I mulled all this over while enjoying a delicious belly of pork at the New Emperor, a Cantonese restaurant, all piped jazz saxophones, polystyrene ceiling tiles and watercolour wallpanels, and wondered what the BNP would do with a wonderful places like this, if they ever got their grip on some real power.

    So it is worth reminding ourselves that the BNP are all about: that it wishes to repatriate all non-ethnic Britons, including owners of Chinese restaurants.  That Andrew Brons, the BNP’s elected candidate for Yorkshire and Humberside, was once belonged to a neo-nazi group whose members were found gulity of firebombing Jewish synagogues; and that Nick Griffin, elected in the North West, believes that the gas chambers found at Dachau, Sachsenhausen, and Majdanek (and hasitly disassembled elsewhere) as a “nonsense” and a “total lie”.

    So, like the egg throwers who pelted Griffin at Westminster today (worth it alone for the image, bottom centre, where Griffin’s pantomime mask of dignity falls from his face), I’ve decided that I can no longer do nothing. It’s been a while since I’ve attended an anti-facist demonstration, but this trip back to the North, and this splendid dinner in one of the quarters most threatened, has really brought the threat of the BNP home to me.

    Griffin-pelted-with-eggs--003Griffin-pelted-with-eggs--008Griffin-pelted-with-eggs--002

    Griffin-pelted-with-eggs--005Griffin-pelted-with-eggs--001Nick-Griffin-Protestors-s-002

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  • seandodson 10:41 am on April 28, 2009 Permalink | Reply
    Tags: , beecham tower, dave haslam, , , Manchester,   

    Dave Haslam on the rebuilding of Manchester 

    liverpool-road-and-beetham-tower-manchester-177798As part of its Changing Cityscapes series, BBC News has invited former-Hacienda DJ Dave Haslam to ruminate on the transformation of his adopted city. The three-minute video is a characteristically thoughtful look at the city’s reinvention.

    Here he is on the recently completed 47-story Beetham Tower, now the tallest in the city:

    “I love the fact that its a reflection of that steel-grey Manchester sky: solid and quiet and solitary,” he says.

    (via Cerysmatic Factory)





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    • Alison Bell 2:52 pm on April 28, 2009 Permalink | Reply

      Beecham Tower? Is that Beetham Tower with a touch of swine flu?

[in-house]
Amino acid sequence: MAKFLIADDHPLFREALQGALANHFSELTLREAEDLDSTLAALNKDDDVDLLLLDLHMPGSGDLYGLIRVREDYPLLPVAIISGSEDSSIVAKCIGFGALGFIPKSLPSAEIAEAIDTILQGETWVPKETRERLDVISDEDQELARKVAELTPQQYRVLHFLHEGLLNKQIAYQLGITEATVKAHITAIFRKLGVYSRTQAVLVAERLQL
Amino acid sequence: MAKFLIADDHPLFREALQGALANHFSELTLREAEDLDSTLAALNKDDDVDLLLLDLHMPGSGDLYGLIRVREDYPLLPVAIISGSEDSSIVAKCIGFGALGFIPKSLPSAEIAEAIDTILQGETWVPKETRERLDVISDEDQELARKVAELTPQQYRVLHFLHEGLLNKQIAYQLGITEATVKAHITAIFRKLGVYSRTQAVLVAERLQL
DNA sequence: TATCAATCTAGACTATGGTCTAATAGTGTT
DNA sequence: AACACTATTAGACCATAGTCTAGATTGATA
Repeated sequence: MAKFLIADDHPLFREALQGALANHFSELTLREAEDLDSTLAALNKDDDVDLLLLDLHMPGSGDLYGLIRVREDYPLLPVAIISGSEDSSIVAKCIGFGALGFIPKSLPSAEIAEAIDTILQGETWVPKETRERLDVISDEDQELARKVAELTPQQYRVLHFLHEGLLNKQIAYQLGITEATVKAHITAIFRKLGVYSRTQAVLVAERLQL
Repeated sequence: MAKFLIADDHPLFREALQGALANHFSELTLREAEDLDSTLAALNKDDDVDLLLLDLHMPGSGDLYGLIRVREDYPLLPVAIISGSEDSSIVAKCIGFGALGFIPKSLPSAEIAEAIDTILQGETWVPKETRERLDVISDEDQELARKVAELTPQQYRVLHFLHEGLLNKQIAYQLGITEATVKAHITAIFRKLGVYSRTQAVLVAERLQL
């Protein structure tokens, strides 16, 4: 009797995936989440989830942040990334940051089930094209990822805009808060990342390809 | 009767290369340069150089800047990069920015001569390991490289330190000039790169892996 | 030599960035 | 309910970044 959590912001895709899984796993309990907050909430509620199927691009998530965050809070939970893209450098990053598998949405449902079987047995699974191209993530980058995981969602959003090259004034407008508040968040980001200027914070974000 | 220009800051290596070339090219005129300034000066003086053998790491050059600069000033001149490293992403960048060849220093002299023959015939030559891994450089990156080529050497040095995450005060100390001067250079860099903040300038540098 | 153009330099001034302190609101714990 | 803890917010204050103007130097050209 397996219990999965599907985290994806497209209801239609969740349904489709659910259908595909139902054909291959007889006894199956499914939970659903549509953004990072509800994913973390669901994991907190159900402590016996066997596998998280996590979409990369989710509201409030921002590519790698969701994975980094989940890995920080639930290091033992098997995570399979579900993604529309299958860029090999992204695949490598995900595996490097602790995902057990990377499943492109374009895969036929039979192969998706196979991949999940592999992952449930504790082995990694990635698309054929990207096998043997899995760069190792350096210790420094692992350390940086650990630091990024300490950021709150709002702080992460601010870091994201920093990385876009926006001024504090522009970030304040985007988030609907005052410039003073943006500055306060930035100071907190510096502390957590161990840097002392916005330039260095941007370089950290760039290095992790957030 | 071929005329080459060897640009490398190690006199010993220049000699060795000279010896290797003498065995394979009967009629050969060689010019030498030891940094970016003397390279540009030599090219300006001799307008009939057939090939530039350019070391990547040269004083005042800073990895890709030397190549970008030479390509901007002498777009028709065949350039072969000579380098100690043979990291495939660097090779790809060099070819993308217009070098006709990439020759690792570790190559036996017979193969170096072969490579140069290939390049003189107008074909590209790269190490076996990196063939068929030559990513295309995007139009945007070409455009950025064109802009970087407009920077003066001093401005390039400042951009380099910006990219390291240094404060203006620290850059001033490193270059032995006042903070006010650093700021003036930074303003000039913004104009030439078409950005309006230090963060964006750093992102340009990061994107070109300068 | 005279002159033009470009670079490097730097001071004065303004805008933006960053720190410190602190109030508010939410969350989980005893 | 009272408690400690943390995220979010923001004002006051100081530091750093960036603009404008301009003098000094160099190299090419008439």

• seandodson 3:02 pm on April 28, 2009 Permalink | Reply

      Thanks for pointing that out Alison.

  • seandodson 6:35 pm on January 21, 2009 Permalink | Reply
    Tags: acid house, , , , , house music, Manchester, , , techno   

    Hacienda author seeks contributors for new book 

    factory_recordsJimmy Batista is writing a new book about FAC 51 The Haçienda. It is ear-marked for publication around the end of this year. He is looking for people who were regulars at the legendary Manchester club. He is also looking for original pictures from the club and associated scene, as well as scans of flyers and posters or any other kind of memorabilia.

    Naturally I’ve offered to help him out. So, my old friends, if you don’t want your messy stories publicising, perhaps you want to consider a bribe?

    If you would like to participate please contact fac.off@hotmail.fr.

    (via).

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  • seandodson 9:37 pm on December 11, 2008 Permalink | Reply
    Tags: johnny marr, Manchester, morrissey, , smiths reunion,   

    The Smiths reunion: a light that should never go on 


    THE SMITHS: Meat is murder

    Originally uploaded by Christoph!

    Personally I think they are making it up, but both the Torygraph and the Mirror are both “reporting” that the Smiths “could be ready for a reunion”. Note the “could”. Well I could be wrong, but none of the former band has actually said anything to indicate they might play again. I am sure “sources inside the music industry” may wish for a lucrative reunion, but Morrissey has already turned down a £40m deal in 2007. Everyone else might be entertaining reunions, but I think The Smiths remain the band least likely to.

    Nice to hear that Morrissey and Marr are talking again though.

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  • seandodson 11:59 am on December 9, 2008 Permalink | Reply
    Tags: , , , , Manchester, , , unknown plesures   

    Peter Saville: On the designing of Unknown Pleasures and other great moments in 20th century design 


    on my desk # 25

    Originally uploaded by japanese forms

    Arkitip has a new video interview with Peter Saville, the great Mancunian designer. It shows the mock-ups of Unknown Pleasures, the first Joy Division album, where the famous diagram of an image of a pulsar, taken from the Cambridge Encyclopedia of Astronomy, had originally been rendered as a three-dimensional model (see right). Moreover, the a couple of versions of the said model still exist.

    (via)

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    • japanese forms 11:55 am on December 29, 2008 Permalink | Reply

      Glad that you liked my photograph enough to use it for your post. Nonetheless, I would have liked to have been informed beforehand. I gladly give permission for use my photos but I like to know where there being posted.
      Anyhow, thanks for the credit and links.

      On the Arkitip article: I suppose you know that there’s also the special Saville edition magazine available. If not, you can see it here .

      Cheers,
      japanese forms

    • japanese forms 11:57 am on December 29, 2008 Permalink | Reply

      Oops ! – where there being posted. – of course, i mean where THEY ARE being posted.

      I hate making stupid mistakes like that.

      jf